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Multivariate response data are routinely generated from experiments carried out in our lab. For example, several interrelated gait metrics such as stride length, step length, limb duty factor etc. are extracted from each stride of the mouse. The goal is to gain insights on the gait defects in mice using these metrics. We want to explore how variables such as body length, genotype and sex of the mouse affect gait.

A multivariate linear model (MvLM) is an extension of the univariate linear model for regression and ANOVA. It allows us to characterize and quantify the effect of covariates (body length, genotype etc.) on two or more response variables (gait metrics) simultaneously. Statistical hypothesis tests for MvLMs closely parallel the familiar F and t-tests for univariate models and serve as an appealing alternative to running several univariate tests separately. However, multivariate analyses are more complicated than univariate approaches, especially when it comes to understanding and communicating results about the effects of covariates and model parameters.

HE plots provide a compact visual summary and aid in simple interpretation of MvLMs which may not be readily achieved at a glance. The essential idea behind the Hypothesis-Error (HE) plots is that any multivariate hypothesis test can be represented visually by an ellipsoid (or ellipse in 2D or a line in 1D) by superposing an H ellipsoid representing variation against a null hypothesis on an E, representing error variation. The HE plots provide a visual test of significance signaled by the H ellipsoid projecting outside that of E as demonstrated by illustrative examples below. See Friendly et al. (2013) for a detailed discussion on the role of ellipsoids in statistical data visualization. The plots are implemented in two and three dimensions in the heplots package in R.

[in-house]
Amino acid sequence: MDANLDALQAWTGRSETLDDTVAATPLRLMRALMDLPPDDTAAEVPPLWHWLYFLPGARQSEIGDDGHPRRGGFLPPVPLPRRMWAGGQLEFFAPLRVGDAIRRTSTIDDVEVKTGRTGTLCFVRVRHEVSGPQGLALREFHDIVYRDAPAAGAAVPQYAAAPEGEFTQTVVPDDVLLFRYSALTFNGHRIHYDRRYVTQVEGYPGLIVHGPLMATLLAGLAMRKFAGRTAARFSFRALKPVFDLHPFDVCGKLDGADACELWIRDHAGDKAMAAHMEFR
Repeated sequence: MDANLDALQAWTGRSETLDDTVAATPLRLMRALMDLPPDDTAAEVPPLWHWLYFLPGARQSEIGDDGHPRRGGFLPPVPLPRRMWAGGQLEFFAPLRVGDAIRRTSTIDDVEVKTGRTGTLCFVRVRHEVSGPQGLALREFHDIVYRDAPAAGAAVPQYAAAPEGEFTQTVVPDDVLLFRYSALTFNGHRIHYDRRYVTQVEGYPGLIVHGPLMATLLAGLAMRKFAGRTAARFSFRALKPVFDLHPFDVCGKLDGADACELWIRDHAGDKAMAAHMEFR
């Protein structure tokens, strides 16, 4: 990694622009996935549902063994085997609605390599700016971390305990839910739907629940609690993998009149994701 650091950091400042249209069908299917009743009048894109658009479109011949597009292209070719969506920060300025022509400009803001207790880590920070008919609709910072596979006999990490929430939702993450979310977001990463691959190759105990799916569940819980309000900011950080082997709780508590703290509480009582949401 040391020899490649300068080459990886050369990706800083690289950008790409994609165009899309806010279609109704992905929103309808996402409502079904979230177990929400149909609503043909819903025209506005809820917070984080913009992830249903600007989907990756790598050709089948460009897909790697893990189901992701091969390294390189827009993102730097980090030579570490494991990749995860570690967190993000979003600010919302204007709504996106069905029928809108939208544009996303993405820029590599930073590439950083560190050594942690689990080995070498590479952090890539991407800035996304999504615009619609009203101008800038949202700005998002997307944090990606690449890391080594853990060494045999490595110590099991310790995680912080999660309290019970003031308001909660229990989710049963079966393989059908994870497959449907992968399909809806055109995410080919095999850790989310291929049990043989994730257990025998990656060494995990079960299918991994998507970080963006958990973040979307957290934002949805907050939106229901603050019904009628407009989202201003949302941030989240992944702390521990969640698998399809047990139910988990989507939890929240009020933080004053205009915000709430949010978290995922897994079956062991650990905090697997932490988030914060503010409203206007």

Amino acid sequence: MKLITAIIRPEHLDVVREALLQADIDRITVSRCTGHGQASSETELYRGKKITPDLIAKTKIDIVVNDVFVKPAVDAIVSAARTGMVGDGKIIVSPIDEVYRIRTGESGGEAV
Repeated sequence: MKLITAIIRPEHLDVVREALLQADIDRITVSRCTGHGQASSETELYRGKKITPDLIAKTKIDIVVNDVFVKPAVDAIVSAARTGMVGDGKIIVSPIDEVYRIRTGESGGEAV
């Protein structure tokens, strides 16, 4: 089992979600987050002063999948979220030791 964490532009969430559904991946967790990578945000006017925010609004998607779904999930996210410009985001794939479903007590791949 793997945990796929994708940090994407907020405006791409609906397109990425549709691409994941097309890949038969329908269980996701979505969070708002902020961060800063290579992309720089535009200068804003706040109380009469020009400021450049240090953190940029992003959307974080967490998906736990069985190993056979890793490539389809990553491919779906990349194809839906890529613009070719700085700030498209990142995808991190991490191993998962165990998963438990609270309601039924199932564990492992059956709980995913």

Example 1

Consider the data frame Sod giving data on stride length, step length and limb duty factor measures of the gait metric at two distinct test ages for 32 mice who were observed in one of two groups: Controls and Mutants. Our repeated  measures data, therefore, has two between-subject factors (Genotype & Sex) and one within-subject factor (TestAge).

Figure 1. Boxplots of the gait metrics give an initial view of the data.

We perform a multivariate analysis of covariance (MANCOVA) where the focus is on differences among groups (controls vs mutants) defined by the factor Genotype, adjusting for the quantitative covariate BodyLength. The results from multivariate tests for all between- and within- effects obtained from fitting a multivariate linear model are displayed below.

Next we will see how HE plots provide a compact visual summary  of an MvLM mirroring the tabular representation from above and, at the same time, reveal the nature of these effects. For this example, all ellipses for the main effects plot as degenerate lines because all effects have 1 degrees of freedom (see the output above).

Figure 2. HE plot for the multivariate linear model showing between-subject effects in the space of limb duty factor and stride length variables.

  • The fact that the H ellipse for the Genotype effect (black line) extends outside the E ellipse signals that this null hypothesis is clearly rejected. In other words, the Controls have higher stride length and lower limb duty factor compared to Mutants and these differences are not due to chance alone.